Sun, Aug 18, 2019 - Page 4 News List

Kazakhstan court frees activist

‘FOR MY FAMILY’:Serikzhan Bilash, an outspoken critic of Beijing’s treatment of Muslim and Turkic minorities in Xinjiang, struck a deal saying that he had to end his activism

AFP, ALMATY, Kazakhstan

Supporters of Serikzhan Bilash, who has campaigned for the release of ethnic Kazakhs in China, react in front of a court building in Almaty, Kazakhstan, on Friday.

Photo: AP

A rights activist in Kazakhstan who faced seven years imprisonment over his outspoken opposition to neighboring China was unexpectedly freed on Friday as public and international pressure over his case mounted.

Serikzhan Bilash, whose activism in defense of Muslim and Turkic minorities in Xinjiang earned him global media attention, told reporters he struck a plea bargain with the court that allowed him freedom but must end his activism.

“I had to end my activism against China. It was that or seven years in jail. I had no choice,” Bilash said at a restaurant where he held a celebratory midnight feast with his family and about 40 supporters.

Bilash — an ethnic Kazakh who was born in Xinjiang, but obtained Kazakh citizenship as an adult — agreed to accept guilt over inter-ethnic incitement charges triggered by his call for an “information jihad” against the Chinese authorities over their policies in Xinjiang earlier this year.

He is also unable to leave Almaty — Kazakhstan’s largest city — for the next three months under the terms of his deal, he said, adding that he expects his supporters to continue with the work of his informal Atajurt activist group.

“I had to do this for my family and my children,” he said as supporters in high spirits drank tea and ate a traditional meat-and-potato dish.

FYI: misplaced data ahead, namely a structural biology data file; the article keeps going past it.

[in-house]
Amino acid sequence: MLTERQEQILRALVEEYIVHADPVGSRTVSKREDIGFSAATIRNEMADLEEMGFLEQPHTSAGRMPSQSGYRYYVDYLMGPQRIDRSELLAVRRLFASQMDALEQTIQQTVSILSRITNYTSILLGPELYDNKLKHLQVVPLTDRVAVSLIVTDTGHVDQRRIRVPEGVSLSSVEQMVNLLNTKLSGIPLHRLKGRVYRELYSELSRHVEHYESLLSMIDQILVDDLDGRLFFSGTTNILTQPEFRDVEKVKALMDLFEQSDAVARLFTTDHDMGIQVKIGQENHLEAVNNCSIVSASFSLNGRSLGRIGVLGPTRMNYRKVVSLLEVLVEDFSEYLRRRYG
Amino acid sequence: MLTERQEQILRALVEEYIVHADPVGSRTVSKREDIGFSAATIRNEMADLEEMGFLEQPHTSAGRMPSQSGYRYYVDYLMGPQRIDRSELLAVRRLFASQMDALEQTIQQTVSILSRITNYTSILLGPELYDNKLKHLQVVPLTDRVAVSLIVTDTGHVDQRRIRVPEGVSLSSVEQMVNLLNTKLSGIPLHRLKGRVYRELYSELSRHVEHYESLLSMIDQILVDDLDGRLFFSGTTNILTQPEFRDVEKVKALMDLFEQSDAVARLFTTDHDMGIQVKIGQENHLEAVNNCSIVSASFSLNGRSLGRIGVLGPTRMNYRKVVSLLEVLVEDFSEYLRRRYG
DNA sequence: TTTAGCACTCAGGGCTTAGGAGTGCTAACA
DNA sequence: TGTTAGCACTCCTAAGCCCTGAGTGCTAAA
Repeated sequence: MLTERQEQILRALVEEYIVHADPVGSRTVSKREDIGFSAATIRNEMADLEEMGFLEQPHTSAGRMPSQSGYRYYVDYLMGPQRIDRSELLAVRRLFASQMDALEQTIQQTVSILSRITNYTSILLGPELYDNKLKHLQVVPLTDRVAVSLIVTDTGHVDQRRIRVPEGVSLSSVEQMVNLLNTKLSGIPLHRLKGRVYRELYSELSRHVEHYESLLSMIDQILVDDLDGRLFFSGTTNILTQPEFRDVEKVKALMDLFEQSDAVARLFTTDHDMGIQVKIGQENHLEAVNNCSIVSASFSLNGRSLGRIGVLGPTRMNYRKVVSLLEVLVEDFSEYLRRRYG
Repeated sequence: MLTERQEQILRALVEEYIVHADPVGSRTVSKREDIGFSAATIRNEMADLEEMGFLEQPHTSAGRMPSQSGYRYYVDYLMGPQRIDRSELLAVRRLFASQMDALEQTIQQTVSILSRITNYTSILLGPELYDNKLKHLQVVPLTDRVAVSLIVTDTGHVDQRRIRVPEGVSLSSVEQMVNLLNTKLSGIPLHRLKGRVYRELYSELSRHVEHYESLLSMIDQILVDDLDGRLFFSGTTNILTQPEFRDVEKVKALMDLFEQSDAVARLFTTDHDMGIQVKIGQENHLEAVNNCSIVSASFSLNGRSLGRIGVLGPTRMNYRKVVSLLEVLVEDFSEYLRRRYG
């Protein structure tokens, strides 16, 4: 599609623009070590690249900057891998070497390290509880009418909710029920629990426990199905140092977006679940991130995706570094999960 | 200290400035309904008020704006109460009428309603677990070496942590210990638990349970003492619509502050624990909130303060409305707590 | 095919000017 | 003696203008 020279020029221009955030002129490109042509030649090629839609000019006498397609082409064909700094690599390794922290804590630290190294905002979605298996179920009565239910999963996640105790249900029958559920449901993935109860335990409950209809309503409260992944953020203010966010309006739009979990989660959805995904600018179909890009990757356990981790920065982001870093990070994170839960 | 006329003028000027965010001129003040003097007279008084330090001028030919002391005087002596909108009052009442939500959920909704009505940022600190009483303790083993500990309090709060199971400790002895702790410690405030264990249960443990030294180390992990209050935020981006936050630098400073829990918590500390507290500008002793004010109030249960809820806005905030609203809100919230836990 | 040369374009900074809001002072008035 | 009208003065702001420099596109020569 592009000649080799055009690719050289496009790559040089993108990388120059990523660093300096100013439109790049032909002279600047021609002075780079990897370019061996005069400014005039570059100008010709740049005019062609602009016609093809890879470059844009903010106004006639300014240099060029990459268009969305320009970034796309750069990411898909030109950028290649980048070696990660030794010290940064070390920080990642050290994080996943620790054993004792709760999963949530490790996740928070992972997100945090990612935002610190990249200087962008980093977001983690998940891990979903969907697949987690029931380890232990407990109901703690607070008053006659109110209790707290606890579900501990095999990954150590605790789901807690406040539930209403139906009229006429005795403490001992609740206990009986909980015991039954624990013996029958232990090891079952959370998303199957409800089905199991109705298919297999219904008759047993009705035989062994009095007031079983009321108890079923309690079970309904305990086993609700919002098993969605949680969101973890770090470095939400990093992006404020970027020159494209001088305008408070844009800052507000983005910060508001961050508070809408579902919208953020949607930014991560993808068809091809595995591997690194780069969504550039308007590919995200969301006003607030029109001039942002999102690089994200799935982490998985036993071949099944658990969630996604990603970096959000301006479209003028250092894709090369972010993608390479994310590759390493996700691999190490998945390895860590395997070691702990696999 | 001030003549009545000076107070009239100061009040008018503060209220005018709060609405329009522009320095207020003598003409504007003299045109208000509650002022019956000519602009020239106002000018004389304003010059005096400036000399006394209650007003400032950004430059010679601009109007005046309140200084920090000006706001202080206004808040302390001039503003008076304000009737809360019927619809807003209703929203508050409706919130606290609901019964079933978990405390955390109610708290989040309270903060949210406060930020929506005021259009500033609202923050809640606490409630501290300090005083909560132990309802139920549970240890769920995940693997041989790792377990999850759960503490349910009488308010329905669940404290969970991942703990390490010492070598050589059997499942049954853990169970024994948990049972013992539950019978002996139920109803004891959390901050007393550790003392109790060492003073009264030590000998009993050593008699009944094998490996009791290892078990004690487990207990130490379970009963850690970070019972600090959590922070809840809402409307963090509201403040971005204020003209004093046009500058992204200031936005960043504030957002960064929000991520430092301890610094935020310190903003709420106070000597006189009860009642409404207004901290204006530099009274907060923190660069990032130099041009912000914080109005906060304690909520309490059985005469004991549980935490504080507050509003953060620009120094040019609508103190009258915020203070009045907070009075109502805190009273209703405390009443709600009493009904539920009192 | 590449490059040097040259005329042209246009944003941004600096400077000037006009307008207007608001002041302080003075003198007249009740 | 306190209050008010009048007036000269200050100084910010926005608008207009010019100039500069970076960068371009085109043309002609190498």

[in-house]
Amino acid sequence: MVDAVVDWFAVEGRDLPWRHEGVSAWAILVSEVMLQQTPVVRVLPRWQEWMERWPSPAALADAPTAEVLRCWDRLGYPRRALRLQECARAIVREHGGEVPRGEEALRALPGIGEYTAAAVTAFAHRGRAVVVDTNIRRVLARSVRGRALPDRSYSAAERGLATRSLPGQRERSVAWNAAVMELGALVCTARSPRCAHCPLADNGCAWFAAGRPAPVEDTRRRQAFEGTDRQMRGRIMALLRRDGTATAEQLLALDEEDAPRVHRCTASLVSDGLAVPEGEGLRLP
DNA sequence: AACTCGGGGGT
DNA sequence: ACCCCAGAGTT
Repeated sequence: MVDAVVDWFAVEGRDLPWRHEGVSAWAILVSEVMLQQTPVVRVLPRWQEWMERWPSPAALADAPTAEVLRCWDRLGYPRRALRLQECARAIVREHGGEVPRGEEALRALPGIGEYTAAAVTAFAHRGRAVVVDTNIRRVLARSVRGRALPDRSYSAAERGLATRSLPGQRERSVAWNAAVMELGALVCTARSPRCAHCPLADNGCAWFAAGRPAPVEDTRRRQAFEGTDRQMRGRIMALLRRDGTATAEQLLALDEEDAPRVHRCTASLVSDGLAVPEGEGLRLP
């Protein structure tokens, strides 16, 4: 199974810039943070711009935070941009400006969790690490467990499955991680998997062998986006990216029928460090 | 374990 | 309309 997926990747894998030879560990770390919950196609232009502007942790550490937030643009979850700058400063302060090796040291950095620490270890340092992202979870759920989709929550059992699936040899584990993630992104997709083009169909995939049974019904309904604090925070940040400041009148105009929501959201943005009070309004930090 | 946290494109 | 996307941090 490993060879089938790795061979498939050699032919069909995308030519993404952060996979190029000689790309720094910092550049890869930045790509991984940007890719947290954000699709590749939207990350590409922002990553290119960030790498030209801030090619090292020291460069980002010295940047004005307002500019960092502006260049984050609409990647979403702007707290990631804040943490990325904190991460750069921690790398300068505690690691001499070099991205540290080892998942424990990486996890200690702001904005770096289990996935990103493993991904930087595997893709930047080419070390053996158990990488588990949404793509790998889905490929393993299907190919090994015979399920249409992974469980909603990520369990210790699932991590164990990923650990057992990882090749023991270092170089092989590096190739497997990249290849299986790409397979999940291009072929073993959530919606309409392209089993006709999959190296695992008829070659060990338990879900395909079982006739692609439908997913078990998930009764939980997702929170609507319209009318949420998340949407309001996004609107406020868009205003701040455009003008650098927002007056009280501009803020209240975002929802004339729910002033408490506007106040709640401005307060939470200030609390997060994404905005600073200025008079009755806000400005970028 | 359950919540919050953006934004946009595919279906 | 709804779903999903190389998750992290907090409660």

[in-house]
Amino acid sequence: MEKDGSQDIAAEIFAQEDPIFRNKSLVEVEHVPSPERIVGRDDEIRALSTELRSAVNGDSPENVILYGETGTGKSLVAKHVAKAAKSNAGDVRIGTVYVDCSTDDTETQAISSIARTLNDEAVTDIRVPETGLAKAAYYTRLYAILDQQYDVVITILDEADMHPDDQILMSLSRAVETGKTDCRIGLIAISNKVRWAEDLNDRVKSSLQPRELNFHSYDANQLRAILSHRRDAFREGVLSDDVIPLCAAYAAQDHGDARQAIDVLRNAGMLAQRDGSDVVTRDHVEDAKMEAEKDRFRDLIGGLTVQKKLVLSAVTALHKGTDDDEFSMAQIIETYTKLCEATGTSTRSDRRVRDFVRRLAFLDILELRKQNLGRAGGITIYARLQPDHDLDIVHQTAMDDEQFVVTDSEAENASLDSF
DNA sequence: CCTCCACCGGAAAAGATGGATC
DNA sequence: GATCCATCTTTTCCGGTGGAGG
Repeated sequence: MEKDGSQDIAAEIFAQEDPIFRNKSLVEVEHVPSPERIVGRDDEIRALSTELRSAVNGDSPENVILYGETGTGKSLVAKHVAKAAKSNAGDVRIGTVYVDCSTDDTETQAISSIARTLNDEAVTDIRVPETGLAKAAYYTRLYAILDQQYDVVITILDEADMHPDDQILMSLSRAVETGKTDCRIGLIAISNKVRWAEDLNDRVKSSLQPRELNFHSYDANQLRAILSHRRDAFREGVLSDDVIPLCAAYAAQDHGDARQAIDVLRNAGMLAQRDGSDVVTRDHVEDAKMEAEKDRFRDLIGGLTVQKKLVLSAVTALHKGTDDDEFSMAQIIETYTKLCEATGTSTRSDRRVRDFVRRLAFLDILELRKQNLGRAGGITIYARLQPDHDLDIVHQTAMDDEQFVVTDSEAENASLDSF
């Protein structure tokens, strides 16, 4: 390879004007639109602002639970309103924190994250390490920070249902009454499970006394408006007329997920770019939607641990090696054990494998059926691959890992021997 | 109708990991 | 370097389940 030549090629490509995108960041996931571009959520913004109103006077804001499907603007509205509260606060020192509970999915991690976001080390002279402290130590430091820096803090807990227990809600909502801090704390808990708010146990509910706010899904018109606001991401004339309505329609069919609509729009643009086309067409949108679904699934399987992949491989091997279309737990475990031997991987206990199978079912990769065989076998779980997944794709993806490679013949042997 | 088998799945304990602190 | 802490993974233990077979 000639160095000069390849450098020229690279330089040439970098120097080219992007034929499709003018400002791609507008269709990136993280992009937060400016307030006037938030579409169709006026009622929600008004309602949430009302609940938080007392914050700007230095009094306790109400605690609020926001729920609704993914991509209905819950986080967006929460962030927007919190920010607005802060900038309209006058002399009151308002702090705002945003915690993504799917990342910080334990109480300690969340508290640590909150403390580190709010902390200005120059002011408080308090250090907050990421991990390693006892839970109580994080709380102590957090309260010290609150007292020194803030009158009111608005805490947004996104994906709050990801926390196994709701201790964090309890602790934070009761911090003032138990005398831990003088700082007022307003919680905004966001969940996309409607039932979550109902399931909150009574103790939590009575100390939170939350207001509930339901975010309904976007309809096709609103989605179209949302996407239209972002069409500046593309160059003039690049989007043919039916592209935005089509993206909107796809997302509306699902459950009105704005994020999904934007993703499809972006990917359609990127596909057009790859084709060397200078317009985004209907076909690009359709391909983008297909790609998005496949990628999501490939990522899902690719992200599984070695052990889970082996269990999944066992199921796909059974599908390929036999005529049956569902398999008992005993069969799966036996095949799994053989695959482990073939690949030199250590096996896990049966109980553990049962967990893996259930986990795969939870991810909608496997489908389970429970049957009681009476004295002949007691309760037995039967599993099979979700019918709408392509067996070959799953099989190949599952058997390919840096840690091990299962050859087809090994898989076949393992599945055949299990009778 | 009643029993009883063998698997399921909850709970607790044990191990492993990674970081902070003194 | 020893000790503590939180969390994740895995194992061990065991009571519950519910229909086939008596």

His release capped a dramatic night in Almaty, where about 200 hundred supporters surrounded the court where Bilash appeared and chanted for his freedom.

His lawyer, Aiman Umarova, had sounded the alarm earlier in the evening as she was unable to make contact with Bilash who had arrived at the courthouse before her and was immediately taken in by authorities.

Umarova refused to sign the plea bargain, insisting on her client’s innocence, meaning that Bilash had to find another lawyer to sign off on the deal.

“I refuse to put my name to any deal that was signed under pressure,” Umarova said.

Bilash had previously been held under house arrest after being detained and flown to the capital, Nur-Sultan, in March.

Critics connected his arrest to pressure from Kazakhstan’s economically powerful neighbor.

The Chinese Communist Party’s dragnet in Xinjiang has swept up an estimated 1 million ethnic Uighurs and other mostly Muslim minorities into “vocational education centers” that numerous studies and reports say are harsh internment camps.

With a population of at least 1.5 million, Kazakhs are the second-largest Turkic group in Xinjiang after the Uighurs.

In July, a court in Nur-Sultan ruled to transfer Bilash’s case to Almaty, where his family are based. Fiery orator Bilash had told the court Beijing was perpetrating a “genocide” against Turkic minorities in Xinjiang while “Chinese soft power” was working to “occupy our minds” in the Central Asian state.

Kazakhs living in Kazakhstan have used Bilash’s group, Atajurt, to appeal to the Kazakh government to lobby China for their relatives’ release.

Some supporters gathered outside the courthouse sporting t-shirts advertising a bid to nominate Bilash for the Nobel Peace Prize were former residents of Beijing’s notorious centers in the region.

Earlier this month, a man who returned to Kazakhstan after spending a year-and-a-half trapped in Xinjiang told reporters he believed Bilash’s activism had forced his release.

“Without Serikzhan and Atajurt, I would not be here,” said Tursynbek Kabiuly, who had his passport confiscated and was interrogated for six consecutive days in a jail after crossing into China to attend a relative’s funeral.

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